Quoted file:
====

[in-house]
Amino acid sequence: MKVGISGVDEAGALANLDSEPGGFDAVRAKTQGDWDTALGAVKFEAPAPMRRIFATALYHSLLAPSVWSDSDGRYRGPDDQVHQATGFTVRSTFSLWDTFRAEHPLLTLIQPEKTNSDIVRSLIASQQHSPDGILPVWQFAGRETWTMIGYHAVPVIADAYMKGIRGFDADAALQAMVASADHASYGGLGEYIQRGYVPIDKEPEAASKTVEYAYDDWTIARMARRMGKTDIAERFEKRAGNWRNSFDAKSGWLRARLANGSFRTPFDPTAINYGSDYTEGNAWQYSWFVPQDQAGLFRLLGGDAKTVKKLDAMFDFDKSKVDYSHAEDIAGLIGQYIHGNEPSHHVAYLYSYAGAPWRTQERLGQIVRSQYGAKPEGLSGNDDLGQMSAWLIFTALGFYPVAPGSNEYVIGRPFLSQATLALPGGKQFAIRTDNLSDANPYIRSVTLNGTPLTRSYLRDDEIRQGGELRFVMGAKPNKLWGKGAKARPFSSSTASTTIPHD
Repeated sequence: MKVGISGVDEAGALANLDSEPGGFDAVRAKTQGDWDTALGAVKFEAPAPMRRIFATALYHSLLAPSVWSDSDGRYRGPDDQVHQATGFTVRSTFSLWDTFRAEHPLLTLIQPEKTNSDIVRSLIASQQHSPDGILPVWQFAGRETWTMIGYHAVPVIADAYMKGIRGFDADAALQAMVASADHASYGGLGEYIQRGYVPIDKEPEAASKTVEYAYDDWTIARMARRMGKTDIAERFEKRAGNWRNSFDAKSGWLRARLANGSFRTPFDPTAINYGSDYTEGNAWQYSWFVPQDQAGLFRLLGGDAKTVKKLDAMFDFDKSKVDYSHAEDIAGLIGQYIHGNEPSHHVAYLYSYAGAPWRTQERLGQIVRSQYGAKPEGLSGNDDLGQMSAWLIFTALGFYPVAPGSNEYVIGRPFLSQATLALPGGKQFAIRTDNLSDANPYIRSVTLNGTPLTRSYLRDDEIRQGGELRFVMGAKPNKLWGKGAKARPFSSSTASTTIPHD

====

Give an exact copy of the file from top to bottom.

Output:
[in-house]
Amino acid sequence: MKVGISGVDEAGALANLDSEPGGFDAVRAKTQGDWDTALGAVKFEAPAPMRRIFATALYHSLLAPSVWSDSDGRYRGPDDQVHQATGFTVRSTFSLWDTFRAEHPLLTLIQPEKTNSDIVRSLIASQQHSPDGILPVWQFAGRETWTMIGYHAVPVIADAYMKGIRGFDADAALQAMVASADHASYGGLGEYIQRGYVPIDKEPEAASKTVEYAYDDWTIARMARRMGKTDIAERFEKRAGNWRNSFDAKSGWLRARLANGSFRTPFDPTAINYGSDYTEGNAWQYSWFVPQDQAGLFRLLGGDAKTVKKLDAMFDFDKSKVDYSHAEDIAGLIGQYIHGNEPSHHVAYLYSYAGAPWRTQERLGQIVRSQYGAKPEGLSGNDDLGQMSAWLIFTALGFYPVAPGSNEYVIGRPFLSQATLALPGGKQFAIRTDNLSDANPYIRSVTLNGTPLTRSYLRDDEIRQGGELRFVMGAKPNKLWGKGAKARPFSSSTASTTIPHD
Repeated sequence: MKVGISGVDEAGALANLDSEPGGFDAVRAKTQGDWDTALGAVKFEAPAPMRRIFATALYHSLLAPSVWSDSDGRYRGPDDQVHQATGFTVRSTFSLWDTFRAEHPLLTLIQPEKTNSDIVRSLIASQQHSPDGILPVWQFAGRETWTMIGYHAVPVIADAYMKGIRGFDADAALQAMVASADHASYGGLGEYIQRGYVPIDKEPEAASKTVEYAYDDWTIARMARRMGKTDIAERFEKRAGNWRNSFDAKSGWLRARLANGSFRTPFDPTAINYGSDYTEGNAWQYSWFVPQDQAGLFRLLGGDAKTVKKLDAMFDFDKSKVDYSHAEDIAGLIGQYIHGNEPSHHVAYLYSYAGAPWRTQERLGQIVRSQYGAKPEGLSGNDDLGQMSAWLIFTALGFYPVAPGSNEYVIGRPFLSQATLALPGGKQFAIRTDNLSDANPYIRSVTLNGTPLTRSYLRDDEIRQGGELRFVMGAKPNKLWGKGAKARPFSSSTASTTIPHD